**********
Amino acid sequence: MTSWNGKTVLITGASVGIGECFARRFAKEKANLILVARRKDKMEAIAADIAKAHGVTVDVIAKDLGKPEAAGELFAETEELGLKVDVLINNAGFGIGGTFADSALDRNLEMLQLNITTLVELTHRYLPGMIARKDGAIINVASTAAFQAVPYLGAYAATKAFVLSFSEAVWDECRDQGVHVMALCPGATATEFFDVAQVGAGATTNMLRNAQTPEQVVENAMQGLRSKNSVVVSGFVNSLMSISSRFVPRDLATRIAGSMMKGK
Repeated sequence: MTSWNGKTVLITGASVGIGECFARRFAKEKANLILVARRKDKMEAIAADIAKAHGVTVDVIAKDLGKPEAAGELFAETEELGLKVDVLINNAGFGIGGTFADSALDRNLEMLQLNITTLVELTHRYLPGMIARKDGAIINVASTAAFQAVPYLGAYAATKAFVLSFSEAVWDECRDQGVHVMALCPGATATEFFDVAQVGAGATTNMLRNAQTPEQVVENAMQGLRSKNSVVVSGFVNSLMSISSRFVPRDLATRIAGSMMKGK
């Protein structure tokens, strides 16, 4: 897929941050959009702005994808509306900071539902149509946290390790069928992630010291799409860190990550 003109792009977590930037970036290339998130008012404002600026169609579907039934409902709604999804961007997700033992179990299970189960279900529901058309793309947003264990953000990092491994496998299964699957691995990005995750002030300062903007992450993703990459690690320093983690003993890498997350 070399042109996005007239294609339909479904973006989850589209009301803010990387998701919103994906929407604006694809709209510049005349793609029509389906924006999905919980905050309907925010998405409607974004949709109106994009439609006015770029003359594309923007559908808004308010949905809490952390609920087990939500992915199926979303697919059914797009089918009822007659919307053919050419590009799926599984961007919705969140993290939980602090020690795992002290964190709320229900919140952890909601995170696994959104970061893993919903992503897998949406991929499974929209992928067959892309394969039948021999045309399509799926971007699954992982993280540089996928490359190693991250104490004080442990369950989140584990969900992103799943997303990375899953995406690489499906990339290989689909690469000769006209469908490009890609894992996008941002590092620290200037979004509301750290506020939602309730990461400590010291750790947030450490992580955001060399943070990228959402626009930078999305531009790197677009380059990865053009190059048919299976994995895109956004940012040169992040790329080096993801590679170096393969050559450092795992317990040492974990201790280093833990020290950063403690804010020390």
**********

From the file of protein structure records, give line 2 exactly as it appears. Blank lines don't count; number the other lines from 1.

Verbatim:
Repeated sequence: MTSWNGKTVLITGASVGIGECFARRFAKEKANLILVARRKDKMEAIAADIAKAHGVTVDVIAKDLGKPEAAGELFAETEELGLKVDVLINNAGFGIGGTFADSALDRNLEMLQLNITTLVELTHRYLPGMIARKDGAIINVASTAAFQAVPYLGAYAATKAFVLSFSEAVWDECRDQGVHVMALCPGATATEFFDVAQVGAGATTNMLRNAQTPEQVVENAMQGLRSKNSVVVSGFVNSLMSISSRFVPRDLATRIAGSMMKGK